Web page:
This is a memoir written by a runaway slave. From the preface:"THE idea of writing some account of my travels was first suggested to me by a gentleman who has not a little to do with the bringing out of this work. The Rev. Dr. Campbell also encouraged the suggestion. I then thought that a series of letters in a newspaper would answer the purpose. Circumstances over which I had no control placed it beyond my power to accomplish the design in that form of publication. A few months ago I was requested to spend an evening with some ardent friends of the Negro race, by the arrangement of Mrs. Massie, at her house, Upper Clapton. Her zeal and constancy in behalf of the American Slave are well known on both sides of the Atlantic. Nor is there, I believe, a more earnest friend of my kindred race than is her husband. With him I have repeatedly taken counsel on the best modes of serving our cause. Late in August last, Dr. Massie urged on me the propriety of preparing a volume which might remain as a parting memorial of my visit to England, and serve to embody and perpetuate the opinions and arguments I had often employed to promote the work of emancipation. Peter Carstairs, Esq., of Madras, being present, cordially and frankly encouraged the project; and other friends, in whose judgment I had confidence, expressed their warmest approval. My publisher has generously given every facility for rendering the proposal practicable. To him I owe my warmest obligations for the promptitude and elegance with which the Volume has been prepared. I do not think the gentlemen who advised it were quite correct in anticipating that so much would be acceptable, in a Book from me. I should have gone about it with much better courage if I had not felt some fears on this point. However, amidst many apprehensions of imperfection, I place it before the reader, begging him to allow me a word by way of apology. I was obliged to write in the midst of most perplexing, most embarrassing, private business, and had not a solitary book or paper to refer to, for a fact or passage; my brain alone had to supply all I wished to compose or compile. Time, too, was very limited. Under these circumstances, that I should have committed some slight inaccuracies, will not appear very strange, though I trust they are not very great or material. I beg the reader generously to forgive the faults he detects, and to believe that my chief motive in writing is the promotion of that cause in whose service I live. I hope that this Book will not be looked upon as a specimen of what a well educated Negro could do, nor as a fair representation of what Negro talent can produce--knowing that, with better materials, more time, and in more favourable circumstances, even I could have done much better; and knowing also, that my superiors among my own people would have written far more acceptably. It will be seen that I have freely made remarks upon other things than slavery, and compared my own with those of other peoples. I did the former as a Man, the latter as a Negro. As a Negro, I live and therefore write for my people; as a Man, I freely speak my mind upon whatever concerns me and my fellow men. If any one be disappointed or offended at that, I shall regret it; all the more, as it is impossible for me to say that, in like circumstances, I should not do just the same again. The reader will not find the dry details of a journal, nor any of my speeches or sermons. I preferred to weave into the Work the themes upon which I have spoken, rather than the speeches themselves. The Work is not a literary one, for it is not written by a literary man; it is no more than its humble title indicates--the Autobiography of a Fugitive Negro. In what sense I am a fugitive, will appear on perusal of my personal and family history."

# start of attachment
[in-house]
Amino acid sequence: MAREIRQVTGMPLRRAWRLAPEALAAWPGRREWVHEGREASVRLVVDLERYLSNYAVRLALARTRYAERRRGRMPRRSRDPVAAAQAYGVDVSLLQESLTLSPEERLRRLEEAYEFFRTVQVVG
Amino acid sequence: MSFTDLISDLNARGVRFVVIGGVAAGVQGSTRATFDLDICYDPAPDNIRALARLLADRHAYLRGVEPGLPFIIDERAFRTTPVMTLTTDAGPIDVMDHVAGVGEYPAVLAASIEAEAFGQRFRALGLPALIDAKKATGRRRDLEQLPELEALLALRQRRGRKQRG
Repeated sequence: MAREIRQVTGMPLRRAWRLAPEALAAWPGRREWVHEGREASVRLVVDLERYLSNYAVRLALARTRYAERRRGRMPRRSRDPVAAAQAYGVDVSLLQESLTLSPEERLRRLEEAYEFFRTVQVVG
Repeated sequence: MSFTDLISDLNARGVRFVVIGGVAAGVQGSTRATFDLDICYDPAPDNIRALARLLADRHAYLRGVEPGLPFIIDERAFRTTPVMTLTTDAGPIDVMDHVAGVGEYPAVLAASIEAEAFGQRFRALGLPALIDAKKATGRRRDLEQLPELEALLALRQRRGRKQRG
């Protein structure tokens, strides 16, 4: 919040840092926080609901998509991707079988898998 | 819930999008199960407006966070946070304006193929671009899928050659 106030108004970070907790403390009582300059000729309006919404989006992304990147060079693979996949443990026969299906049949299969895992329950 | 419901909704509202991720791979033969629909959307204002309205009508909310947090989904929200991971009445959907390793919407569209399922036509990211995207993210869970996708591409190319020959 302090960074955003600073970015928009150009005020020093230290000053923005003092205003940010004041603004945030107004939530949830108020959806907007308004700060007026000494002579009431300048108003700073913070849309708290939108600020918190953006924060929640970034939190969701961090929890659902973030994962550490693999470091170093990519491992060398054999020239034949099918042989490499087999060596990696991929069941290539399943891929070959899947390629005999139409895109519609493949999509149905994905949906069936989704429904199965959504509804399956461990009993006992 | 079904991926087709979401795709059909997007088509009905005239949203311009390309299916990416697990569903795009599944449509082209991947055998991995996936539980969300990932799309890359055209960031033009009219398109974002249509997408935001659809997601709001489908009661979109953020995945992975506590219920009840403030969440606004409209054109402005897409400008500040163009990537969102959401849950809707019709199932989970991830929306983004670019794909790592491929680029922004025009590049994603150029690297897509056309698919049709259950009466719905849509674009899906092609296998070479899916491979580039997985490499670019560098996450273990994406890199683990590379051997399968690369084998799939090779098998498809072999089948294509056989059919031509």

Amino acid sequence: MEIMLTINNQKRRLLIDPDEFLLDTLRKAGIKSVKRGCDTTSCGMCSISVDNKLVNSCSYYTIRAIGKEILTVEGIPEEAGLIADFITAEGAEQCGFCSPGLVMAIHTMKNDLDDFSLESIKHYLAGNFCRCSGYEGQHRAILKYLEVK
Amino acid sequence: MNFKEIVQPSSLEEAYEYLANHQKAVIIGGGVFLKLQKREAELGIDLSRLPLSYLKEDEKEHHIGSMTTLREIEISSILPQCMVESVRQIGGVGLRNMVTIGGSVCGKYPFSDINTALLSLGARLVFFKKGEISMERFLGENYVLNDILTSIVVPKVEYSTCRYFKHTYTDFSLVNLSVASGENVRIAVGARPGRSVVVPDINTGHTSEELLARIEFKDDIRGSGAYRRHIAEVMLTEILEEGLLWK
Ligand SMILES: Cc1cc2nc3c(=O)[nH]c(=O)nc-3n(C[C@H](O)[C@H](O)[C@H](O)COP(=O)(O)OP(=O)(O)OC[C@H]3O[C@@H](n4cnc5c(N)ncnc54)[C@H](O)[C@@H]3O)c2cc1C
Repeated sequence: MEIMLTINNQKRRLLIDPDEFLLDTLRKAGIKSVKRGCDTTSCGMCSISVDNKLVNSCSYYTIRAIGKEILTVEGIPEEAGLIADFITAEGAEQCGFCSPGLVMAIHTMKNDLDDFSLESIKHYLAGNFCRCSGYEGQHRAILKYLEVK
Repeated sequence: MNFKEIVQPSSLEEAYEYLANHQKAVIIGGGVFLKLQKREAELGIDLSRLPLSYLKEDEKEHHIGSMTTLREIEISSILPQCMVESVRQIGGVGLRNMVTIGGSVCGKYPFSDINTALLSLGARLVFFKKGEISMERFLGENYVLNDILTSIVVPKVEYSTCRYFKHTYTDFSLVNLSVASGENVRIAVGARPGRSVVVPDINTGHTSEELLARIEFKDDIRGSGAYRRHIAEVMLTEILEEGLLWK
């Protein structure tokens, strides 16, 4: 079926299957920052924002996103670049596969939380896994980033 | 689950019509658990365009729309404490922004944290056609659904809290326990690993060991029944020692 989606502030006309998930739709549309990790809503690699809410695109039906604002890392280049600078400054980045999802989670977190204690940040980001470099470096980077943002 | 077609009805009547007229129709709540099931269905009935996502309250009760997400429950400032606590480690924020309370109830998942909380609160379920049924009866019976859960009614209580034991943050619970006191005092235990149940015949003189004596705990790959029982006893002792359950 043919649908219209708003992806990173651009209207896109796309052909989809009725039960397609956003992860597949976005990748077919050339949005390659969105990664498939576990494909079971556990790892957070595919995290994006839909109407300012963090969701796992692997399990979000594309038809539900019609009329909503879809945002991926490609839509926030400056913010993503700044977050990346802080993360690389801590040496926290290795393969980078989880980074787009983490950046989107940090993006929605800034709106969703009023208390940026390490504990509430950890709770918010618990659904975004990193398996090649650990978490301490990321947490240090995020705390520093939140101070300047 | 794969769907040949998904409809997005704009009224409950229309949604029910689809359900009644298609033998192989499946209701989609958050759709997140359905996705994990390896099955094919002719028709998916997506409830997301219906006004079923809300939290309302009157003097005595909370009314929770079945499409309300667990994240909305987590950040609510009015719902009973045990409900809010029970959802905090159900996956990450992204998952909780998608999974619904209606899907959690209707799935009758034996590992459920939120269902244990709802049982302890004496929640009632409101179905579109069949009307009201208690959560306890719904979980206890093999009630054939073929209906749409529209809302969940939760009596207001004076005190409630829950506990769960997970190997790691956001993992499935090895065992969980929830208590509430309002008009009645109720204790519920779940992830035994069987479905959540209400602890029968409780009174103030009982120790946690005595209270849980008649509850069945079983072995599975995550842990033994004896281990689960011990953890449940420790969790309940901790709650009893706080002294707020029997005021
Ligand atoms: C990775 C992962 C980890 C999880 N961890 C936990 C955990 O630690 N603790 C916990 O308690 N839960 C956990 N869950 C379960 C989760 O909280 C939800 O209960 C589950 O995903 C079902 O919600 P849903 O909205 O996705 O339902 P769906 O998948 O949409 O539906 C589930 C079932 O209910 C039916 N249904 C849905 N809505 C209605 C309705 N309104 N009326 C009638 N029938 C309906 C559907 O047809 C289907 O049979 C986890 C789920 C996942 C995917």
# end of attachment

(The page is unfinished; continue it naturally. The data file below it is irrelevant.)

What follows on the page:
A group of leading scholars from around the world use archival material alongside Hayek's published work to bring a new perspective on the life and times of one the 20th Century's most influential economists. This much awaited second volume details the life of Hayek from 1899 to1933 covering Hayek's time in Austria and the USA.
Everyone has a story to tell, and everyone's story is unique. This is a coming of age, a coming of terms novel of a 26 year old girl who experiences both the highs and lows of life. From the loss of a best friend, the unravelling of a family secret and to the realization that love does exist, this novel leaves no emotional stone unturned. Touching on sadness to happiness, confusion and insight. This novel tells the tale of overcoming the everyday obstacles of growing up, how even with the cards stacked against you, it is all about the journey, the life lessons, the memories. It is about the people whom you meet and make it the journey, the adventure, the story that it is. At every corner a realization is made, an epiphany uncovered and lesson taught and learned. Hearts mended and hearts broken. This novel will take you on the journey of an ordinary girl with an extraordinary story, which has transpired into this masterpiece. With every page, an unleashing of emotion, or truth, of realization and appreciation is made.
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